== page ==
Yahoo! ( YHOO) CEO Jerry Yang, meanwhile, said late Wednesday that he's prepared to negotiate a new deal with Microsoft ( MSFT), according to a report by the Associated Press. Yahoo! had earlier this year rejected a takeover offer by Microsoft at $33 a share. Yahoo! shares edged up 0.3% to $13.96, while Microsoft shed 5.4% to $20.88. As for economic data, the Department of Labor reported that jobless claims for the week ended Nov. 1 tallied at 481,000, higher then economists' estimate of 476,000. The previous week's figures were revised up to 485,000 from an initial tally of 479,000. Meanwhile, the Bureau of Labor Statistics also announced that its preliminary read of nonfarm productivity came in at 1.1%, just ahead of analysts' forecasts but down substantially from 3.6% in the second quarter. Investors were sorting through a new heap of quarterly earnings results:
"In a deleveraging world, that includes the consumer, who is trying to figure out how not to take on more debt for the first time in a long time," said Hanlon of Delta Global. He said that high-end and leisure retailers should continue to feel a pinch, while discount stores like Wal-Mart will continue to benefit.
- Tech bellwether Cisco (CSCO) reported profit that was flat year over year even but issued cautious revenue guidance. The stock skidded 2.6% to $16.94.
- Media firm News Corp. (NWS) reported declining profit and cut its 2009 guidance, and shares stumbled 16% to $8.31.
- Brewery Anheuser-Busch (BUD) reported that its third-quarter results declined 5.7% year over year thanks to charges related to its upcoming sale to European beverage concern InBev. Anheuser-Busch shares climbed 1.5% to $64.58.
- Carmaker Toyota (TM) said second-quarter net income declined and it cut its full-year profit forecast. Shares plummeted 17% to $67.09.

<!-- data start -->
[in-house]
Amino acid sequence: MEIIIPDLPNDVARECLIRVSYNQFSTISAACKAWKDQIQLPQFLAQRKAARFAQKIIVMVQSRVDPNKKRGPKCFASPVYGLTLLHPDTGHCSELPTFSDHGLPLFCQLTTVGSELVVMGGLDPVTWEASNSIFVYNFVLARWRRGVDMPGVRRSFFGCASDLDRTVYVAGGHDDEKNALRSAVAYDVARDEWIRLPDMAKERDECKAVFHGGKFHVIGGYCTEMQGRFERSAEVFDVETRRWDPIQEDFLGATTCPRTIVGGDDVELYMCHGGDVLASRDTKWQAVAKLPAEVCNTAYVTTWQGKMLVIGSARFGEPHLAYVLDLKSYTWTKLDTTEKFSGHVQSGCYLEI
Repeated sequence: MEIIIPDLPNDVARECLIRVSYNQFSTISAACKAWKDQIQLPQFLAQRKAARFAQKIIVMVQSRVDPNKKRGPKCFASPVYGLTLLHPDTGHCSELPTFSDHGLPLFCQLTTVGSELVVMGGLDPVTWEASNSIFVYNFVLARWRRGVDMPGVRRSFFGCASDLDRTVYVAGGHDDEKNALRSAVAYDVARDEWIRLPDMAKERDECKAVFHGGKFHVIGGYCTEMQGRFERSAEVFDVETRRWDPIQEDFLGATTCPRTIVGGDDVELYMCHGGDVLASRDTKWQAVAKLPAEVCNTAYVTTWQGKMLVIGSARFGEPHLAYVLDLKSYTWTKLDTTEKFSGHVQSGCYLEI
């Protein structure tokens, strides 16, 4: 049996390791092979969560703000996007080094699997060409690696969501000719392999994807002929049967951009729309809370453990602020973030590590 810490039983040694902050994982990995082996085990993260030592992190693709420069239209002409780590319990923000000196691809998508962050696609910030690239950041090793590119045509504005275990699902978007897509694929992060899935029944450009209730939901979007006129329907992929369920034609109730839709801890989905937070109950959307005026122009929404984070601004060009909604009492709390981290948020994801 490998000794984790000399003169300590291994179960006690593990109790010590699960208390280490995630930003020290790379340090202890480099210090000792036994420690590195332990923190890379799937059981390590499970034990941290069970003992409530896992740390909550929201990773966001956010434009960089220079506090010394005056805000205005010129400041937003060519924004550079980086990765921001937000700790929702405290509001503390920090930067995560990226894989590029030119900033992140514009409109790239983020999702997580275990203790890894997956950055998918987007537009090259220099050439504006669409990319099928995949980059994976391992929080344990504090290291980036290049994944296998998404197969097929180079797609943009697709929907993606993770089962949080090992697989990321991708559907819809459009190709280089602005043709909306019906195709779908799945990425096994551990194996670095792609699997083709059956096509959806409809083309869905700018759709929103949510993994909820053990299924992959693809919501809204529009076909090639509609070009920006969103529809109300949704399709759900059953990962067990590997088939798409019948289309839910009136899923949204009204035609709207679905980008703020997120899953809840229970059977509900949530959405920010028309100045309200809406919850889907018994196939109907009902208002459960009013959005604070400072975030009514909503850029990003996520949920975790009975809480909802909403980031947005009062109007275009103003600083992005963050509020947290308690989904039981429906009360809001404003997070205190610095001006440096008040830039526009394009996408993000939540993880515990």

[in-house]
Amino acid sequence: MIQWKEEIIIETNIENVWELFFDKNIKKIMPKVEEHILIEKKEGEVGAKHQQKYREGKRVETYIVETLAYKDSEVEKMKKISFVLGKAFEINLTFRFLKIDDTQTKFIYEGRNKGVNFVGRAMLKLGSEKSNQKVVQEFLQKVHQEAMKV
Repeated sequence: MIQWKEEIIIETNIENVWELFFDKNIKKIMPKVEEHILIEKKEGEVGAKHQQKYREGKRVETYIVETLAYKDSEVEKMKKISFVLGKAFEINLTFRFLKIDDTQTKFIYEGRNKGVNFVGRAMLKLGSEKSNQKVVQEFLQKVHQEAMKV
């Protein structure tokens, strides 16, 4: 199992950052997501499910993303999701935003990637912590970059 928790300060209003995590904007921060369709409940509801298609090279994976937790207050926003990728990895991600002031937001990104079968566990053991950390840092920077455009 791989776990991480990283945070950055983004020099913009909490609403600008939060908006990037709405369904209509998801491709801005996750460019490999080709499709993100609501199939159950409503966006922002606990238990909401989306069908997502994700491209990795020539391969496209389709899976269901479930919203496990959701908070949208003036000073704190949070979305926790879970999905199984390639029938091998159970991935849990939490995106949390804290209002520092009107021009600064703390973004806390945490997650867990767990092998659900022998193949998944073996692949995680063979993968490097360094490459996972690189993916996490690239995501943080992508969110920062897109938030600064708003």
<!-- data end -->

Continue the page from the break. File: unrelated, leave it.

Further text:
- Asset manager Blackstone (BX) swung to a loss. The company cited tumultuous credit and equity markets as a source of its troubles. Its stock gave back 12% to $7.55.
- Utility company PG&E (PCG) reported income that increased 9% year over year and reaffirmed its 2008 and 2009 forecasts. Shares edged down 5.3% to $34.36.
Elsewhere among retailers, Amazon.com ( AMZN) suffered a Citigroup downgrade to hold from buy. Shares declined 9.2% to $47.22. In other analyst actions, Goldman reduced its price target for News Corp. to $9 from $13 after the media company's earnings results missed estimates. In the commodities space, crude oil was down $4.51 to settle at $60.77 a barrel. Gold dropped $10.20 to close at $732.20 an ounce. Longer-dated U.S. Treasury securities were mixed. The 10-year note was higher by 2/32, yielding 3.7%, and the 30-year was declining 11/32 to yield 4.2%. The dollar was gaining on the euro and pound but falling vs. the yen.
Globally speaking, European exchanges, including the FTSE in London and the DAX in Frankfurt, were trading lower. Asian markets likewise closed to the downside.